Supreme Court listens to oral arguments on Three Fingers

 

OLYMPIA - The long and strenuous legal battle for the Three Fingers fill on Lake Chelan continued last week with the Washington State Supreme Court listening to oral arguments on Tuesday, Feb. 28. 

The man made peninsulas, owned by GBI Holding Co. of Wenatchee have been a frequent topic of conversation in the courtroom over the past six years and face potential removal after more than 50 years on the lake. 

Originally the Chelan Basin Conservancy sued for the Fingers’ removal in 2011 after GBI proposed plans to develop the 6 acres of land. After a first ruling by Judge Lesley Allan called for their removal the Court of Appeals reversed the decision last June, saying the Fingers “retained their grandfathered status according to the Shoreline Management Act.”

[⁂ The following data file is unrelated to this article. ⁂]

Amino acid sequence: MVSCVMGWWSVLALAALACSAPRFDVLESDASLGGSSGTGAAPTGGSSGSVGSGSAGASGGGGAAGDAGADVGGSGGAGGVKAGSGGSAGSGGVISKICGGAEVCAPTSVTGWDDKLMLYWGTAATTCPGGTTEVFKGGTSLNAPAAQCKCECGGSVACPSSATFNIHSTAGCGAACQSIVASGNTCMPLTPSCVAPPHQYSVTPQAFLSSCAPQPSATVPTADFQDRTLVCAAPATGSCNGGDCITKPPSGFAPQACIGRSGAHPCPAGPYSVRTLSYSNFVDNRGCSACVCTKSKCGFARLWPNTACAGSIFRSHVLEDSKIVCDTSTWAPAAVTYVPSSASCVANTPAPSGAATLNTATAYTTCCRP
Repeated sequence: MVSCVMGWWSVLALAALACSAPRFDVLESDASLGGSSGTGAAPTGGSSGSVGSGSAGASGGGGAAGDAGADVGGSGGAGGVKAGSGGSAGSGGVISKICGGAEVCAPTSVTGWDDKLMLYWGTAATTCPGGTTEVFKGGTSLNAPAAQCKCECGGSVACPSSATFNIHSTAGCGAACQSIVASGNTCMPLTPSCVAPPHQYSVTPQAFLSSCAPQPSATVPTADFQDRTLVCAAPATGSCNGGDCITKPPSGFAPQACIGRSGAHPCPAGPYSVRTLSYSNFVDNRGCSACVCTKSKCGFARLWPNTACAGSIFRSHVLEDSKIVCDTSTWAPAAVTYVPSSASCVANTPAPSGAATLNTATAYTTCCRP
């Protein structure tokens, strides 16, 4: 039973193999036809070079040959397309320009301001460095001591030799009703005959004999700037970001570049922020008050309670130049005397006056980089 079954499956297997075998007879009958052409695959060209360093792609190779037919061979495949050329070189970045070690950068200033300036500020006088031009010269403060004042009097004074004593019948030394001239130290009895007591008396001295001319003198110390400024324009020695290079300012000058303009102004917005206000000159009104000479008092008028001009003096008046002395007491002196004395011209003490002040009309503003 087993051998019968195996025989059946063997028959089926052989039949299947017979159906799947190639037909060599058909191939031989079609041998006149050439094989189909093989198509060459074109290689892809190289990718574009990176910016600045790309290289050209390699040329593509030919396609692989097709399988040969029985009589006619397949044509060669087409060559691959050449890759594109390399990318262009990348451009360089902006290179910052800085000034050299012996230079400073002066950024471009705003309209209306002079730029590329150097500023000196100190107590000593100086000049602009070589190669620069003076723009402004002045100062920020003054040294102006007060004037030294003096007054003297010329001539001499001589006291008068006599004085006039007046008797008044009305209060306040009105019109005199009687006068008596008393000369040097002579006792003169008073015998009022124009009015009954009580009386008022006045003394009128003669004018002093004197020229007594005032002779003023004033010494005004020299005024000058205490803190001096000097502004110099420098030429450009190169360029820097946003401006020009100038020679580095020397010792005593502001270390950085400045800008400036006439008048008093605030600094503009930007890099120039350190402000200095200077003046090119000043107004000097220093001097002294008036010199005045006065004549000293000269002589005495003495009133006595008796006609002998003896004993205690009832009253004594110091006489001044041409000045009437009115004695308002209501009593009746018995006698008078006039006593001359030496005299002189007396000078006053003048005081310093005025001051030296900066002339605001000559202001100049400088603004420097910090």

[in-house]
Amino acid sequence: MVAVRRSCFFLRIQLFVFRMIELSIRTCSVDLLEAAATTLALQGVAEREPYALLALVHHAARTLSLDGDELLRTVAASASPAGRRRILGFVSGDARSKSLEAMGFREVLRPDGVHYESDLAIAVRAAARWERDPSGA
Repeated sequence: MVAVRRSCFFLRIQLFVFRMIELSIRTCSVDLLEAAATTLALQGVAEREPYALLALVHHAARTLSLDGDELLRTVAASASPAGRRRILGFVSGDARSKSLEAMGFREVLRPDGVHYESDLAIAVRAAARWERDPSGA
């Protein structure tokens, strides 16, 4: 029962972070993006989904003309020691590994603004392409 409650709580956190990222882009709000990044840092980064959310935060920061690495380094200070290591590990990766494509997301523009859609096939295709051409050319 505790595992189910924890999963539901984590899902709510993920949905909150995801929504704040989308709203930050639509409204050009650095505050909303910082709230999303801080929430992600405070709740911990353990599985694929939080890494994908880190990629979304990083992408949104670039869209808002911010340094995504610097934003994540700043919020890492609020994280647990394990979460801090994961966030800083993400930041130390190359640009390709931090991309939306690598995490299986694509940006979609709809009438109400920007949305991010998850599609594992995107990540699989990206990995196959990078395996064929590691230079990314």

• Oral arguments presented to Supreme Court 

“This case asks the court to apply the Public Trust Doctrine. The Public Trust Doctrine gives the public the right to navigation, the fishery and the corollary rights of recreation across navigable waters,” CBC counsel Brendan Donckers said in his opening argument. “This court has said that the Public Trust Doctrine is Paramount and inalienable.”

However, GBI argues that the Fingers have existed on the lake for 50 years, and, “there’s not a use or development on this property that can occur without review under the Shoreline Management Act,” Jay Geck, counsel for GBI said. “The locals and local citizens participate in developing the master program, so through those robust laws you control the property’s use so that there will be navigation access and public access.”

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